After several years away, I now know what the saying "travel broadens the mind" means – and I've learnt that it's OK if you can't speak the language. Pick up "Hello", "Thank you" and "Goodbye", and practise the international language of smiling and pointing, and you'll be fine. But first remember to check if it's rude to point with a finger (Malaysians point with their thumb).
4. Nature is awesome
Living right on London's busy South Circular Road, the closest I got to wildlife for many years was pigeons, squirrels and stocky Staffies. I grew up in the suburbs of another large urban sprawl, Nottingham, and always thought that I was a city girl, through and through.
And then I ended up in the rainforest, slap bang in the middle of nature. There were birds, crocodiles, elephants, frogs, monkeys, snakes and flies. In clearer waters there were corals in a thousand colours, turtles, starfish, shells and wobbly chameleon cuttlefish. When we sailed at night, dolphins kept us company. On anchor up the Kinabatangan River in Sabah, there were trees and plants in more shades of green than I thought imaginable.
There was the sunrise and sunset everyday; moonrise and moonset, too. There were more stars than I had ever seen – there was the Milky Way!
There were tides, currents, waves, wind and rain to watch out for. The movement and behaviour of all of these informed our daily lives – and I'm not talking about whether I needed to sling an umbrella in my handbag. Rain meant we could wash and drink; tides and waves brought either difficulties or ease; wind meant variously relief ("Great – we can sail") or danger.
We lived among nature, with nature and in nature. We became part of the natural world.
Back in the UK, I was back in the city. Then, one evening last July, I saw the red sun drop over the New Forest in Hampshire and I realised, sadly, that this was the first sunset I had seen in nearly six months. Something clicked and I realised that I couldn't bear to be trapped in the middle of a city any longer. So I upped sticks to the sticks. Now I live in a tiny village in the Derbyshire Dales. Bumblebees tap against my windows, pheasants croak their way across my front garden and lambs play together in the field I can see from my study window.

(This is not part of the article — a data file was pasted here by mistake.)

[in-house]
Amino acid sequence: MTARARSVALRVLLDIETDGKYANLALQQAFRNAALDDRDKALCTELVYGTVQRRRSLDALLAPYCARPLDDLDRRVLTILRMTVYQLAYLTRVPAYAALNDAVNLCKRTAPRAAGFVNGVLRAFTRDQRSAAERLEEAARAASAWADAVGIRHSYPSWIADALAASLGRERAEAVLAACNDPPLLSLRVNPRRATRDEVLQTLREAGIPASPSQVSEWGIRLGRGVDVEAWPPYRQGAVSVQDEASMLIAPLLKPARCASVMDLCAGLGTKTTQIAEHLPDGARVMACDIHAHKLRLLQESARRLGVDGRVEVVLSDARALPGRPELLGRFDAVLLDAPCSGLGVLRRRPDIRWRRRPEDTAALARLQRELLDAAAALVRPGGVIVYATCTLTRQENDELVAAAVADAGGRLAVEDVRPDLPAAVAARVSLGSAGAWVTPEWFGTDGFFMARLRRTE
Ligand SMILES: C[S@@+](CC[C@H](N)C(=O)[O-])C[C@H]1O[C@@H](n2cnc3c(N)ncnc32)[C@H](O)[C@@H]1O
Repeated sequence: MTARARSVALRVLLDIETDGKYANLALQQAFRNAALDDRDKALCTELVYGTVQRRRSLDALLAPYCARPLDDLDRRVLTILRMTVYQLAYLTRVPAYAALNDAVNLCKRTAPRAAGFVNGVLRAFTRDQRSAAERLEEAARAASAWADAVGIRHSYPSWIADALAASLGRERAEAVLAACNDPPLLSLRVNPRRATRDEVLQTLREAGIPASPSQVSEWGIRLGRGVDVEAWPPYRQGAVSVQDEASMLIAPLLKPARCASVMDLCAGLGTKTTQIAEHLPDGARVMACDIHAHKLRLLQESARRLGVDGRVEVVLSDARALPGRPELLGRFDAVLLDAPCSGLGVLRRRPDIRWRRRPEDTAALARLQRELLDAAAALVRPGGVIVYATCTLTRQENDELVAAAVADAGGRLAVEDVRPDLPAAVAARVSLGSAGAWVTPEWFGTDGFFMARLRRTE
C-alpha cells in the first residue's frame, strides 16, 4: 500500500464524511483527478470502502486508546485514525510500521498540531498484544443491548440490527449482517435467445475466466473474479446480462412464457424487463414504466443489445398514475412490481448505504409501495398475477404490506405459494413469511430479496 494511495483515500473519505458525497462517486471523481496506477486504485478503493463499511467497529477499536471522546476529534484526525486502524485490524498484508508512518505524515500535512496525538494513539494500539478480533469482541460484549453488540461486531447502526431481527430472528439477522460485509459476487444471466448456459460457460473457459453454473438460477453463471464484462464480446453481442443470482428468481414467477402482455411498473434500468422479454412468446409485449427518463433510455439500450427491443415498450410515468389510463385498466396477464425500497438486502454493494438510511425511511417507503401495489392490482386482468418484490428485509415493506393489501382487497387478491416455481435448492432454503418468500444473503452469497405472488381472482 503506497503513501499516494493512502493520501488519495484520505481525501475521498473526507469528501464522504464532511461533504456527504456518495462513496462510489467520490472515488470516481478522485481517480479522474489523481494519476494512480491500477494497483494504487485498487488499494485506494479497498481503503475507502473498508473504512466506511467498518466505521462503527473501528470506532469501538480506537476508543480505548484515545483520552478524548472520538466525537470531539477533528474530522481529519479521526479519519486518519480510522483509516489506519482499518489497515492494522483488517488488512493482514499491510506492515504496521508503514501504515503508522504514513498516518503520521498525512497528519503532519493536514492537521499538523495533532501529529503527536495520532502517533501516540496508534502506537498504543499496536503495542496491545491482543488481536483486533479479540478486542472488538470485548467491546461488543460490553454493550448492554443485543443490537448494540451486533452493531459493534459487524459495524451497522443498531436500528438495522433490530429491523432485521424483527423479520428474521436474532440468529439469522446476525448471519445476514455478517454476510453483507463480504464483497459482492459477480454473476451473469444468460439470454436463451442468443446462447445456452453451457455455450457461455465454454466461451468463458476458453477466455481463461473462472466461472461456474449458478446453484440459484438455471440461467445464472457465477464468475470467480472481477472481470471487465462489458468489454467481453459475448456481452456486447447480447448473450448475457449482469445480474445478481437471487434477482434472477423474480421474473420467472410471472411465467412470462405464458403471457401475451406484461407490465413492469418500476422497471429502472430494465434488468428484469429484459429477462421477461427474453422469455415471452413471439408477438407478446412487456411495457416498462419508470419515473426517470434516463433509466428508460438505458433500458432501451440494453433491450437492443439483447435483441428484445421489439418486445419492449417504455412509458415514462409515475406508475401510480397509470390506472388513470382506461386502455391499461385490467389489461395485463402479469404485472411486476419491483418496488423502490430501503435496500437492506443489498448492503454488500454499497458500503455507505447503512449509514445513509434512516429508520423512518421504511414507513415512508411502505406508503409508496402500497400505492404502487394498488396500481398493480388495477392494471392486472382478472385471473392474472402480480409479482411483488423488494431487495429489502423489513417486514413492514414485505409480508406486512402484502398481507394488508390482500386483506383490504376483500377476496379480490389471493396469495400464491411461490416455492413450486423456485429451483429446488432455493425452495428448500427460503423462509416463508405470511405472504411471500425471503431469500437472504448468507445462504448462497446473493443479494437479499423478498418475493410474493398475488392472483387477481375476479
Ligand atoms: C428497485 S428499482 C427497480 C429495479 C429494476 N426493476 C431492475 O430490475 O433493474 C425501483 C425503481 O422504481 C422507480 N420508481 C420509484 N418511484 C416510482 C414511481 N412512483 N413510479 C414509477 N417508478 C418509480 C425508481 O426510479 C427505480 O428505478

I am a 30-minute round trip from the nearest shop if I run out of milk but I don't feel isolated at all. There's so much activity going on around me all the time – it just might not be of the human variety.
5. Peace, love and prosperity are the most important things
By that, I don't mean that I am going to make a Miss World-style appeal for a global armistice or that I want to have my $12m Disneyland-style nuptials featured in a high-gloss magazine (I'm looking at you, Mrs Kardashian-West).
In my old life, in London, I was angry that I was single; that I worked harder than anyone I knew yet earned less; and that I was always stressed. I tried to fix the second problem by working even harder, which led to even more stress and even less time to find a partner. Wising up/going totally bonkers (delete as appropriate) and running off to sea forced me to break out of the rut that I had dug for myself.
Granted, it's not very stressful in paradise and you don't need much money, but I also found that, away from perceived societal pressures, and mixing with different kinds of people, I no longer minded about being single or poorer than the Joneses. We are, I realised, responsible for putting pressure on ourselves and only we can remove it by readjusting our focus.
On a trip to Malacca, on the west coast of Malaysia, I stopped at a knick-knack shop in Chinatown. A rotating wire-rack stand holding a series of cards containing different words written in calligraphic Chinese caught my eye.
On the back of each was a sticker giving the English translation. I was drawn to "peace", to "love" and to "prosperity" (at least I hope I was. I could have easily bought "gullible", "gullible" and "gullible").
Peace, love and prosperity are, for me, spelled with a lower case p and l.
peace = calmness and a sense of security. For me that means not living in a noisy city or enduring a commute on the Tube, and knowing I can go off and have mad adventures and come back if I want to, and I'll be OK.
love = for myself, my friends and family, the world around me. A big part of self-love (don't snigger!) is accepting that it's fine not to fit into a conventional, 2.4 life.
prosperity = having enough. As long as I have a roof over my head and a warm, dry bed (and often on a boat it's neither of those), then nothing else matters. I don't need a new watch, a flash car, yet another gadget. And having the freedom to do what I love is much more valuable than pounds in the bank.
So I'd urge anyone who feels the itch to put on their flip flops and head off on an adventure. Just remember that, if you're thinking of crewing on a boat, make sure you ask the bunkmate question first.
'Casting Off – How a City Girl Found Happiness on the High Seas' by Emma Bamford is out today (Bloomsbury, £8.99)